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March 3, 2010 > Life is sweet

Life is sweet

By Simon Wong

Andrew Ly came to the United States in August 1979, aged 24, after escaping Communist Vietnam by boat in 1978 followed by nine months in a refugee camp in Malaysia.

"I arrived with neither a word of English nor any means of support. I didn't have a US high school background either but I attended ESL school, passed the GED test then attended City College of San Francisco for three years and graduated with an AS degree in Computer Information Systems. A friend convinced me to go with him to San Francisco State University from where I graduated with a bachelor degree in Financial Accounting in 1986."

Ly decided to remain in the Bay Area to help his brothers, who had also managed to leave Vietnam. They operated a small coffee shop called Sugar Bowl Bakery (SBB) on Balboa Street in San Francisco's Richmond District. Acquired in 1984 with $40,000 of hard-earned savings, daily sales of coffee and doughnuts amounted to around $300. Ly's goal was to open retail stores like Starbucks but with food and, by 1993, the brothers had seven locations.

Around the same time, the hospitality industry changed. Hotels and hospitals stopped making their own pastries and sourced from third parties like SBB. Ly saw the opportunity to develop a wholesale commissary to supply hotels with baked goods.

While there are now only two coffee shops, the manufacturing company has grown with 2009 sales reaching $40M. The four manufacturing plants, two of which are in Hayward, will be consolidated into two plants; production will cease in San Francisco at the end of March. SBB employs 250-300 people, depending on shifts and production levels.

"Our facilities in San Francisco have limited space. Trucks are difficult to maneuver and working conditions are not as good for our staff compared to Hayward. San Francisco tends to be more expensive and, if you compete nationally, you cannot provide value to consumers. We strive to provide the best quality, best value and best customer service, so are always evaluating options to make things better and cheaper without compromising quality," explained Ly.

"We moved to Hayward because it's a great city. Hayward is close to CA-92, Highway 101, I-880 and I-680. Logistically, this works for us. Land, buildings and working conditions are great for our staff. The city is very business-friendly; the Council and city staff understand small businesses and have been good to us," he added.

Customers range from local cafes and retailers to hospitals and hotels to national and international retailers such as Safeway Supermarket, Walgreens, Starbucks and Costco Japan, Taiwan, Korea, Mexico, Canada and US. Labeling varies between countries. Although the company must satisfy local regulations concerning ingredients, a given product is essentially the same regardless of export destination. Some of the larger customers manage international distribution of SBB's products themselves.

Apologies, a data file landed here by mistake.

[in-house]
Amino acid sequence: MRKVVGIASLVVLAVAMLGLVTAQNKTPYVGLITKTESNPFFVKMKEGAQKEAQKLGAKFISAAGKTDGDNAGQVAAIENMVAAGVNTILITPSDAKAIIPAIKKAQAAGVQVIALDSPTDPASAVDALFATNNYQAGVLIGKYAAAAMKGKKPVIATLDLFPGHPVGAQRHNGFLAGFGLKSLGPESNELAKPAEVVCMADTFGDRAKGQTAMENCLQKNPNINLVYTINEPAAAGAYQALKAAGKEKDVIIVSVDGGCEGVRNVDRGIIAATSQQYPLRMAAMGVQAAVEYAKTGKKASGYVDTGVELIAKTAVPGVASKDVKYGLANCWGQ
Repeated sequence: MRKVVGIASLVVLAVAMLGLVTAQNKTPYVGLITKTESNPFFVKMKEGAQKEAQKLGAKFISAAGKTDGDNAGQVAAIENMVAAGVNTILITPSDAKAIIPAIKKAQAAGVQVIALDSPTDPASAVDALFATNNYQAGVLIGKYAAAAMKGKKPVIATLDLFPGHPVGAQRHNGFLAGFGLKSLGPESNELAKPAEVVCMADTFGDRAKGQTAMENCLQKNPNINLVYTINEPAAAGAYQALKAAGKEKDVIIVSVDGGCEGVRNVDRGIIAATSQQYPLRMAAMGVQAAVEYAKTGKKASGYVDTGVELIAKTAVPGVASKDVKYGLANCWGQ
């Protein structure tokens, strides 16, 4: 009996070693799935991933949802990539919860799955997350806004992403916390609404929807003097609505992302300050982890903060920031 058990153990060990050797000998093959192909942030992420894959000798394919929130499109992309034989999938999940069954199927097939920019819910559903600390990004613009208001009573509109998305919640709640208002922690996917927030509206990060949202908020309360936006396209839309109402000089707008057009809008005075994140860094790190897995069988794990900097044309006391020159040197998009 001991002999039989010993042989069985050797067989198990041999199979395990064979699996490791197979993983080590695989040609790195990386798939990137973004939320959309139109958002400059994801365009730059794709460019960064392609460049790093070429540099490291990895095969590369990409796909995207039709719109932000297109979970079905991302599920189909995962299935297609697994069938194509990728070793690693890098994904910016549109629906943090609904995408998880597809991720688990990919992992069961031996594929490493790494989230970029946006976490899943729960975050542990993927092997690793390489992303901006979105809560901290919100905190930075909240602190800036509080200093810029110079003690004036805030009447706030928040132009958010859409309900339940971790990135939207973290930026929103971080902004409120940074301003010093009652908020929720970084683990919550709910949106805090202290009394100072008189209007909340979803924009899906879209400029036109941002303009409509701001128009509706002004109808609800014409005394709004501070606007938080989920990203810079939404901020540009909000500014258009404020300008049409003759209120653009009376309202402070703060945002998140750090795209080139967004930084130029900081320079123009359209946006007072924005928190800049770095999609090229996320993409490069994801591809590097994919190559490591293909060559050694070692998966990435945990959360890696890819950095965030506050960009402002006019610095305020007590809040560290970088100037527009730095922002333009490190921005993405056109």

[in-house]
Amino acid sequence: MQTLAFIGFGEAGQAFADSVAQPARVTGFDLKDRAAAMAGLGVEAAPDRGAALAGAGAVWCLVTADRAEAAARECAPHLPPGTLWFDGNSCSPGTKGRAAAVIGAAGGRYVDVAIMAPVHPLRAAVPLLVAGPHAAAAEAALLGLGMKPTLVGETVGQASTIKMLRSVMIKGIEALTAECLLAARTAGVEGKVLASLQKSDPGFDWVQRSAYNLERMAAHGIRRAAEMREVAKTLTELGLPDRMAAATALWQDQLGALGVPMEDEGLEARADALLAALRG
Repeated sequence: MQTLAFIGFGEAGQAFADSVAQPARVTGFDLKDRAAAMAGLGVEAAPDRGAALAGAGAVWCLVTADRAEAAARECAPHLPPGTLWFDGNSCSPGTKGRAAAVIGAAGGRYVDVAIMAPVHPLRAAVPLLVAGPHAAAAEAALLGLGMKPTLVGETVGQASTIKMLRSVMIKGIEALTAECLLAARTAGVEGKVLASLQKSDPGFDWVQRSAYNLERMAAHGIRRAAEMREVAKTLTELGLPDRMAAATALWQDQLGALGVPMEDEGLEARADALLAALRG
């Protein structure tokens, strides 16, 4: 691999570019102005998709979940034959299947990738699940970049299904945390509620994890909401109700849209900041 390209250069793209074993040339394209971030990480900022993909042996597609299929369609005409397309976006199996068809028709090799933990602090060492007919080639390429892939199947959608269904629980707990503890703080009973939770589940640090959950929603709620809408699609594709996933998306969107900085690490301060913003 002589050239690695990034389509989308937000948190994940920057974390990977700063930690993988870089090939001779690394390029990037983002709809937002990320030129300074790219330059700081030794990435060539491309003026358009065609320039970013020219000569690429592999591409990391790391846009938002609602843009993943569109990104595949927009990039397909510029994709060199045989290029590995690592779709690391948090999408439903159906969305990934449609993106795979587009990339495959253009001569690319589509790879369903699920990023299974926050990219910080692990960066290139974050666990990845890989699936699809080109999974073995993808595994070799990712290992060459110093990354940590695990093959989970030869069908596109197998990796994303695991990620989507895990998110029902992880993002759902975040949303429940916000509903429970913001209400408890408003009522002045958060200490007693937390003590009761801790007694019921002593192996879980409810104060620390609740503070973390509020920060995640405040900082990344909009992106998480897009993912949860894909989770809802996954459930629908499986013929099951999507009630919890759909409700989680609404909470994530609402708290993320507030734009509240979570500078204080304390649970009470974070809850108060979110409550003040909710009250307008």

Hayward operations occupy 120,000 sq. ft., combined and mass produce doughnuts for Starbucks and Petite Palmiers, Petite Brownie Bites and Madeleines, three of the five products supplied to retailers, such as local supermarkets, Asian supermarkets, Costco, Safeway and Walgreens.

SBB has about 700 lines, including croissants, pastries and cake, for the hospitality and convention industries. This is labor-intensive. A chef might order a cake, with the message "Happy Birthday Andrew," and it is delivered with other pastries to the hotel.

Much time is spent on R&D with analysis of the market, trends and competition and works closely with customers to evaluate the potential success of a conceptual product. Similarly, the business listens to customers' own ideas and concepts to ensure a product becomes reality.

"Versatile machinery means we have an excellent product-range. We ensure concepts work with our equipment; that way our production lines provide the value, quality and competitive pricing for our customers and consumers," stated Ly.

The family-owned company nurtures its growth by re-investing in its human resources, plant, machinery and logistics. SBB considers applications for employment locally and from all over the Bay Area; often, families relocate to Hayward because of the good working environment and what the city has to offer.

SBB has received numerous awards including the Small Business Administration's "Small Business of the Year 2008," the US Department of Chamber of Commerce, Minority Business Development Agency's "Supplier of the Year 2008," San Francisco Business Times' "Andrew Ly, Most Admired CEO in the Bay Area 2007," Consumer Business Review's "Bakery of the Year" for 10 consecutive years and has been one of the fastest-growing private companies in the Bay Area for more than a decade.

Ly's office is adorned with photographs of friends and family. He and his brothers appreciate what they have and what others did for them when they arrived in the US. They generously support the community and agencies that helped. SBB was a Jade Sponsor for the recent Hayward-Yixing Sister City Gala fundraiser on February 6.

As for the future, SBB would like to grow further but expansion incurs expense before benefits accrue. So far, there has not been a need to raise external capital. Should it arise, the company would favor a good partner who can add value and expertise.

For more information, visit or call (510) 782-2118. For sponsorship and donation enquiries, email

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